An estimated 111 million Americans watched the Super Bowl in 2012, the seventh year in a row in which more people watched the big game than the previous one. And in all likelihood, more than 111 million people watched the Baltimore Ravens outlast the San Francisco 49ers on Sunday night, which means that, at the very least, tens of millions of people (tens of millions!) woke up Monday morning with an affliction that this writer would attempt to describe were he not suffering from it himself. Kingsley Amis expertly captured this self-induced malaise in his comic novel Lucky Jim:
Consciousness was upon him before he could get out of the way; not for him the slow, gracious wandering from the halls of sleep, but a summary, forcible ejection. He lay sprawled, too wicked to move, spewed up like a broken spider-crab on the tarry shingle of morning. The light did him harm, but not as much as looking at things did; he resolved, having done it once, never to move his eyeballs again. A dusty thudding in his head made the scene before him beat like a pulse. His mouth had been used as a latrine by some small creature of the night, and then as its mausoleum. During the night, too, he'd somehow been on a cross-country run and then been expertly beaten up by secret police. He felt bad. [Lucky Jim]
Too many Americans know that feeling today. According to one study, about 6 percent of Super Bowl watchers call in "sick" the next morning, which would translate to nearly 7 million otherwise able-bodied workers. Everyone else has to suck it up and drag themselves to the office for the annual ritual of pain that must follow the annual pleasure of watching the Super Bowl. Even our bosses are sympathetic — indeed, it's the one day out of the year when you are almost forgiven for being useless. With all that in mind, many might justly wonder: What, exactly, is the point of having to work at all?
An intrepid group called 4for4.com Fantasy Football has posed that very question to the White House, posting a petition calling for a national holiday on the Monday after the Super Bowl. The petition reads:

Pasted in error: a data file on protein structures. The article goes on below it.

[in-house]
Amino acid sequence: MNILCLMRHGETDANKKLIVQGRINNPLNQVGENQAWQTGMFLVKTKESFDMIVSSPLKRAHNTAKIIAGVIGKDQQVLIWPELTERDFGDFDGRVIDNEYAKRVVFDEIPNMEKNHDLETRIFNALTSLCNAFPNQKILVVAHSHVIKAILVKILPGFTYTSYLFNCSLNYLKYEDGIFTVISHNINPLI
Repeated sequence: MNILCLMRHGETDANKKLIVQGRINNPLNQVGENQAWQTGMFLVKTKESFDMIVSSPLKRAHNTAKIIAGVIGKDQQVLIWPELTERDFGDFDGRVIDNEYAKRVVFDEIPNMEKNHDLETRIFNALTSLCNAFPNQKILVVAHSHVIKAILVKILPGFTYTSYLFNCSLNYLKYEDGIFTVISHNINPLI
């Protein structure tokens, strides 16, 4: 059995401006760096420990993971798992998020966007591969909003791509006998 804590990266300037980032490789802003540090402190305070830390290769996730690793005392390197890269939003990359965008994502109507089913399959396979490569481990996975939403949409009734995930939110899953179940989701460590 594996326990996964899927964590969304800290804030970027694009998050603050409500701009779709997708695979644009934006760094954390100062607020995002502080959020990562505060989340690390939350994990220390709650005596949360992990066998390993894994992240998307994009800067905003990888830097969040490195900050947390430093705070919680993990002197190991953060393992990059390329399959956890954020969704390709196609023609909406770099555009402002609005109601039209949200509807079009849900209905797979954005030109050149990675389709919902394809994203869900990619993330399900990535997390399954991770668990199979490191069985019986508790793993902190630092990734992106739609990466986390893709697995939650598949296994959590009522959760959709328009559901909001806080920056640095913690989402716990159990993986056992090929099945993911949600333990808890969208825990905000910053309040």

We at 4for4.com Fantasy Football petition the Obama Administration to consider declaring the Monday following Super Bowl Sunday a national holiday. By doing so, the Obama Administration can promote camaraderie among the American people, keep the streets safer for our children on Sunday night and Monday morning, promote a productive workplace when work resumes on Tuesday, and honor the most popular event in modern American culture. [We the People]
The petition has received more than 14,000 signatures, and will require 100,000 for the White House to even consider it. It may sound a tad extreme to make a national holiday out of football, but is it really such a stretch? The Super Bowl already has all the trappings of a patriotic super-spectacle: Miles of red-white-and-blue bunting, paeans to the troops, fighter jets screaming overhead, and the singing of not just "The Star-Spangled Banner," but "America the Beautiful" and "God Bless America." And let's not forget Beyonce, who belted out a halftime show in her own voice, an honor which she did not bestow on the president's inauguration. Making the following Monday a holiday would just be the cherry on top of an already indulgent affair.
Or here's an idea: Why doesn't the NFL air the Super Bowl on Saturday? Purists would object of course, and the NFL appears to have closed the door on the issue. But they should ask themselves, on this day in particular, whether any tradition is worth this.
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